The code has been printed on a credit-card-sized waterproof plastic card and will the distributed by the BDS at game fairs and shows across the country as well as at Deer Stalking Certificate Level 1 courses.
Deerstalking and conservation organisations have said that the idea should help to stamp out bad practice.
However, many in the deer stalking community have said the code is too ambiguous to be of any use in the field.
?I think the idea is good, but it is pitched at the wrong level. It assumes too much knowledge. I often take out novice stalkers and these points would be meaningless to them. It needs more explanation to be of any worth. If you understand what ?best practice? is then you do not need this card to remind you,? said Rob McCuaig, from South Lanarkshire, who has stalked for 14 years.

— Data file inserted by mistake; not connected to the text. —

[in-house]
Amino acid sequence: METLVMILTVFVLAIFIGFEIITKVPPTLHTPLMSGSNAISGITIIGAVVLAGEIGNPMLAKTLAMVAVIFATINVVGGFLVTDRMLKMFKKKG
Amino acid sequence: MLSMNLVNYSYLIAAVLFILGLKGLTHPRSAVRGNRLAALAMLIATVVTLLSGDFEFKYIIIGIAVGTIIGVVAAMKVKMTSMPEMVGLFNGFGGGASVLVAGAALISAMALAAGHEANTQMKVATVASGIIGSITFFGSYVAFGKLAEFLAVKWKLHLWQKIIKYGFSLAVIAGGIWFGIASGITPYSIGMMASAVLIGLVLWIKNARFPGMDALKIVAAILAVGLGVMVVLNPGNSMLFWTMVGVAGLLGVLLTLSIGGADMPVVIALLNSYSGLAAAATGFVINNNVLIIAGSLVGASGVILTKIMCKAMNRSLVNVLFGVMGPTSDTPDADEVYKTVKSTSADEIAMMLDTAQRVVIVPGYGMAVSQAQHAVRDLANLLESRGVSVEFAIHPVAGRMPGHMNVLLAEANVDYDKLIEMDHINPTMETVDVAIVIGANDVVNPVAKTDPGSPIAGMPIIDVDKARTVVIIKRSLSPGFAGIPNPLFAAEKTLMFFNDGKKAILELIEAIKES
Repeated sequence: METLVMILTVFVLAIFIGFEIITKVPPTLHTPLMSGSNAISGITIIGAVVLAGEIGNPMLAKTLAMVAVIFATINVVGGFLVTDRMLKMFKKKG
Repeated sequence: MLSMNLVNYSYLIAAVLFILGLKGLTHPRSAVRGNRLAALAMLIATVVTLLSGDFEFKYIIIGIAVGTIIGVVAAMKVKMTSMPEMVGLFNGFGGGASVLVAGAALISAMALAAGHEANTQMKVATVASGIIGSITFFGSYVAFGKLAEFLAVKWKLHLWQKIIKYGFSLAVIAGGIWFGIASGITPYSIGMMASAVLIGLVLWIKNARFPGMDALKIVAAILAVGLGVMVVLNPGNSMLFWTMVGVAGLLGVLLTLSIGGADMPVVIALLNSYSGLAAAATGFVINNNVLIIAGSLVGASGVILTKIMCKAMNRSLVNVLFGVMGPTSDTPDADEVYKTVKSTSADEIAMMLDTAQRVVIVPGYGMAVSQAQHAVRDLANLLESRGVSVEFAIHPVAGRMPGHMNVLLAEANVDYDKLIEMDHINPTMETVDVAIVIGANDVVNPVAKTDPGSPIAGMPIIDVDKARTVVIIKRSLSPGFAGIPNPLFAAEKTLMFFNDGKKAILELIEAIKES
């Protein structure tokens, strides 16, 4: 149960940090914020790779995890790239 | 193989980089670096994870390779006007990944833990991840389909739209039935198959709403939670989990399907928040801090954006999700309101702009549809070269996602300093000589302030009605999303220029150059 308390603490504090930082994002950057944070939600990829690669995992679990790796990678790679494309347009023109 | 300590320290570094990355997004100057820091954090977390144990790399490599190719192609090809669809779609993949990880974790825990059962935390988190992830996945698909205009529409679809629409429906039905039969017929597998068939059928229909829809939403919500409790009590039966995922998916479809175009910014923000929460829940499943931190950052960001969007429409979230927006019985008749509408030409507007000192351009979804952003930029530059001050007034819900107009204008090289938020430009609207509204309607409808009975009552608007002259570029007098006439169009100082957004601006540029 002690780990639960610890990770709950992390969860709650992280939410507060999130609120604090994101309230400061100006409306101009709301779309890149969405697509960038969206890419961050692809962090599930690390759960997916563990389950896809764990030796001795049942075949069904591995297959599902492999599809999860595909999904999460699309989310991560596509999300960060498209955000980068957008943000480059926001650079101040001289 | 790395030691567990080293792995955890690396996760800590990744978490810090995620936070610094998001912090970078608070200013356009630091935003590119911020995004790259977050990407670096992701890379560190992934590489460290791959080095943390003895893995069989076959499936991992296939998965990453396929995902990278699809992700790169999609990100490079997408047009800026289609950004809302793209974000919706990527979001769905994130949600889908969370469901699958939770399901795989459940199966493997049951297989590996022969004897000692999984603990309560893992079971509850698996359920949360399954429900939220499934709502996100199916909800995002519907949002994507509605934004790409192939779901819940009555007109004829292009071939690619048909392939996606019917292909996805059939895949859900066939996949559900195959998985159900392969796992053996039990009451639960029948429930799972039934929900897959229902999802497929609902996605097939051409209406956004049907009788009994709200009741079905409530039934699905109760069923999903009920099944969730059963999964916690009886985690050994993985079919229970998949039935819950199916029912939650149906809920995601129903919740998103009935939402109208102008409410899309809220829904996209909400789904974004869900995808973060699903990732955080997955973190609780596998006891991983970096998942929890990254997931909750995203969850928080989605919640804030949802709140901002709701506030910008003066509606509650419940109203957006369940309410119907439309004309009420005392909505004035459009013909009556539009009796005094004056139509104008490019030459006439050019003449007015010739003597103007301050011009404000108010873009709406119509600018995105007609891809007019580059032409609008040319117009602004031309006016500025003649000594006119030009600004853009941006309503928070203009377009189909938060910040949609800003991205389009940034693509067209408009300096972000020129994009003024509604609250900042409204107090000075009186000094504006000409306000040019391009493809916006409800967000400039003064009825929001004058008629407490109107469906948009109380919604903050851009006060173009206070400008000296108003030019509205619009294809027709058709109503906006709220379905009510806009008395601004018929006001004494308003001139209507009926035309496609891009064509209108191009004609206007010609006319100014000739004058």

Defending the code, David Kenyon of the BDS commented the cards are designed only to prompt stalkers: ?It would be far too impractical to expect stalkers to carry the entire code in full around with them. We wanted something that could be kept in a wallet and could be read before and after each stalk. If the code manages to highlight an area that a stalker is not knowledgeable in, then it has served its purpose.?
BASC?s deer projects officer, Chris Brooks, agreed the code will help novice stalkers to get the most out of the sport.
He said: ?BASC welcomes any initiative that promotes safety, best practice and respect for quarry. This new venture by the BDS, which is particularly aimed at new shooters, should be applauded and we wish it every success.?
If you would like a free Stalkers Code, contact the BDS on 01425 655434